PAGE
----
Some people savor that alone-time, their newspaper or magazine on their naked lap, while others use it to catch up on Words with Friends or Facebook. Not me. I have no patience for business that takes too long, believing it is evidence of an out-of-whack gut. When everything is in alignment, toxins eliminate easily and in their own time. It shouldn’t require effort.
But sometimes, it takes time to get out what needs to come out, and then I sit there, heaving big sighs, frustrated, impatient, annoyed as I didn’t have this allotted time in my schedule.
You may be laughing, and I don’t blame you. Seriously – a blog about poop? What a waste of time!
Or maybe it isn’t.
For those of us who are parents, we become aware of the importance of bodily elimination when that first little newborn wails its way into our lives. Pediatricians ask about the frequency, color and scent of a baby’s business. You see immediate changes when they transition from only-breastmilk to solid foods.
The first time my first child pooped in the bathtub, I literally freaked out. I pulled my squealing son from the tub, dried him off and wrapped him in a diaper quickly, while phoning my mother, asking what to do.
“All babies poop in the tub at some point,” she laughed, instructing me to drain the water and clean the tub. Scrub it. Make sure to get it as clean as possible.
Babies have it right. They eat when hungry, refuse when they’re not, and go to the bathroom when they have the urge. Free flow. Makes perfect sense.
At some point, we stop ruminating over our children’s toilet habits, figuring they’re on their own, and they’ll let us know if something is awry.
But do we ever pay attention to our own patterns? Do we notice color, scent, size and timing?
If not, perhaps we should.
As I got more into yoga and Ayurveda, I realized how important, and indicative, the gut is in telling us about our lives. When you are eating the right foods at the right times, your elimination habits happen pretty much like clockwork – same time, every day, and with ease.
When you have trouble going, it’s because you’re clogged up.
Perhaps you’re eating the wrong foods. Most of us don’t even realize what is best for our particular dosha or natural bodily personality, and when we eat foods that are too hot or too cold, too artificial or too loaded, for our type, we push ourselves to the brink.
Daily pooping is the ideal, practitioners say. Eastern and western medicine folks alike agree on this. It typically happens at the same time every day. You just know that’s when it comes and accept it as fact.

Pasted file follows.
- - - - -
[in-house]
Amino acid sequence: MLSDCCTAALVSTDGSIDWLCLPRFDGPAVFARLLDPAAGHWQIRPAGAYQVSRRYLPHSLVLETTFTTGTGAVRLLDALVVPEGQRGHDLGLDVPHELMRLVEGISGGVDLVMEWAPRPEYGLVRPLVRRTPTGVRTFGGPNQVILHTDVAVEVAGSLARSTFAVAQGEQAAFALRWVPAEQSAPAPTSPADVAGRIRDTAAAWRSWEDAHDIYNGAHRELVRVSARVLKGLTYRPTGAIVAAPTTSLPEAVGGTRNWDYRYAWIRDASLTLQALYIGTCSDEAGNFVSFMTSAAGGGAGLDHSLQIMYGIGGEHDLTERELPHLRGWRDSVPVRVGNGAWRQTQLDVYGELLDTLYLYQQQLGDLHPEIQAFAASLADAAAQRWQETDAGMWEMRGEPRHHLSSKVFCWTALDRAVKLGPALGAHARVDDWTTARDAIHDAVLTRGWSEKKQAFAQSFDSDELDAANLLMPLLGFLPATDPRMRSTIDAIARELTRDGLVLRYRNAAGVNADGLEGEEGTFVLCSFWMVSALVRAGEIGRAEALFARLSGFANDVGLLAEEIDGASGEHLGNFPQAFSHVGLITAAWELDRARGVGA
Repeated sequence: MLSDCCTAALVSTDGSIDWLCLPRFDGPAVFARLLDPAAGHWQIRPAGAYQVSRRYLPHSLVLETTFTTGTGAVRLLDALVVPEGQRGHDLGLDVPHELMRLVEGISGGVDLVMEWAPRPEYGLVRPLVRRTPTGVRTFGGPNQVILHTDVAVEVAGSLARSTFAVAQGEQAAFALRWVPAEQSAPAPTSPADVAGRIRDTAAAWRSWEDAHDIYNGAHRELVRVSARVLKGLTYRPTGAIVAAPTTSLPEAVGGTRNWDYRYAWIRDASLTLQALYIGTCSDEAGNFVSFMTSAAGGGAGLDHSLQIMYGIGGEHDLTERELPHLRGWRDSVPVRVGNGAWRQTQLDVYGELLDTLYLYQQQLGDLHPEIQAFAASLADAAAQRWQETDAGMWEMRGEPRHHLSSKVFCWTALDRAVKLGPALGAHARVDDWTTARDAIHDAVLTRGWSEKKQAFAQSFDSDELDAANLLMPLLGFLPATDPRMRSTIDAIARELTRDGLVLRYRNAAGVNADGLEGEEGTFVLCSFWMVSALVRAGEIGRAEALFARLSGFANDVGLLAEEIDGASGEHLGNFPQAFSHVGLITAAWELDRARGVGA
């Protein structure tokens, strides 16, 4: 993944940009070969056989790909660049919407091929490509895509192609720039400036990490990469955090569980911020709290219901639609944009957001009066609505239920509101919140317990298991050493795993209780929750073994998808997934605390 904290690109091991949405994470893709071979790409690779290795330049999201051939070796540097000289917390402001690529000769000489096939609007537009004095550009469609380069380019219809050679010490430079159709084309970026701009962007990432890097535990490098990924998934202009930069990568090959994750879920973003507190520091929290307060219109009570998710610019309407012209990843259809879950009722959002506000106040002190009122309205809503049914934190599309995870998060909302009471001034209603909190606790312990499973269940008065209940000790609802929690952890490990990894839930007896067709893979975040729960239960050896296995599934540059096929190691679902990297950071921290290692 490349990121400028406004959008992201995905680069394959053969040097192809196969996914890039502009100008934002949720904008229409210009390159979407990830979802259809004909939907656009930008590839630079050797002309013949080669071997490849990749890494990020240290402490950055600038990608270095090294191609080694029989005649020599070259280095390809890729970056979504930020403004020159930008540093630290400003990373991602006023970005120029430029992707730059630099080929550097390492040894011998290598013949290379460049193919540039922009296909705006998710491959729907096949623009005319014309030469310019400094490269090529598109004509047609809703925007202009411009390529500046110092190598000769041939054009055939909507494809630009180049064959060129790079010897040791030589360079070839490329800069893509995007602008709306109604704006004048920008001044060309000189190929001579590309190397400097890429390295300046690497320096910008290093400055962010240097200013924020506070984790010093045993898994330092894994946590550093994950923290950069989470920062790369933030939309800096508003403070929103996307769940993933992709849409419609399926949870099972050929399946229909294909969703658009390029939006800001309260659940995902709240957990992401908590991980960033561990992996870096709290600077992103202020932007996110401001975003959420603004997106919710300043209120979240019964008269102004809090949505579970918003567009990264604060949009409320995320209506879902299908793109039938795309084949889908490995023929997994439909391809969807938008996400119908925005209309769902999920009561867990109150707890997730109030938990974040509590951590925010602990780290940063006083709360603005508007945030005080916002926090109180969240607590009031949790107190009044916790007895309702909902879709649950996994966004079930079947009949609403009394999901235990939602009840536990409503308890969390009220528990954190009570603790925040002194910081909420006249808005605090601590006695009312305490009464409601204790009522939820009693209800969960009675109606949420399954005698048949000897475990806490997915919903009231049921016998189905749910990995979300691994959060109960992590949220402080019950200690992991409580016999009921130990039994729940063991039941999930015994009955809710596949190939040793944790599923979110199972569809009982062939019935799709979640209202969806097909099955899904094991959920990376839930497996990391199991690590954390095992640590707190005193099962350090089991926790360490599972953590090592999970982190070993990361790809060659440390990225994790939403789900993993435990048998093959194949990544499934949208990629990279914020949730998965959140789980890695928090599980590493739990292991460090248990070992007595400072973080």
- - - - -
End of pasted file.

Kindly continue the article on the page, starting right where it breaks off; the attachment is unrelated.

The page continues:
When I traveled to India, day was night back home and vice versa. I recognized right away that my body was still on North American time when morning elimination became an evening activity. And I realized I was fully in India – mind, spirit AND body – when that changed to India’s morning time.
It happens occasionally, when my life is too busy and crowded with to-dos and plans, that morning comes and goes without going and I find myself in the evening on the pot, waiting for whatever is lurking in my gut to free itself. I wait and I wait, frustrated, impatient, anxious to move on with my evening because I really didn’t have time for this, since it’s supposed to happen in the morning.
I finish the few games on Words that I have ignored for days because I’ve been so busy, and check Facebook again, hoping all the while that my phone doesn’t fall anywhere near the toilet. I never bring reading material into the bathroom because I don’t plan to be there long enough to even complete a paragraph.
And so I sit there, waiting and wondering what it was this time that threw my body completely off course.
Over-programming? Most definitely. Too much running here and there, attending to everyone’s needs but my own. Am I worried about something? Doing too much? Not enough exercise?
Food? Oh yeah – I ate lunch out yesterday and the day before, and I ordered that salad heaped with deli meats (processed!!) and creamy dressing. Too much pita bread, too many carbs. Of course I’m stuck here feeling stuck. What we put into our bodies determines the ease with which it comes out.
When I eat enough vegetables and fruits, in-season foods from the earth, perfectly spiced and minimally processed, and limit my consumption of meats and breads, bathroom time doesn’t even penetrate my awareness. It’s just something you do when nature calls, and you go on with your business.
So when I’m stuck on the can with nowhere to go and nothing flowing as it should, I realize it’s time to take stock. Assess how I’ve been off-kilter in my life and in my diet, and come up with a plan (hey, I’ve got time! I’m not going anywhere…) to rectify (pun intended) things.
Everybody poops. Just few people actually talk about it. Maybe things would flow that much easier if we did?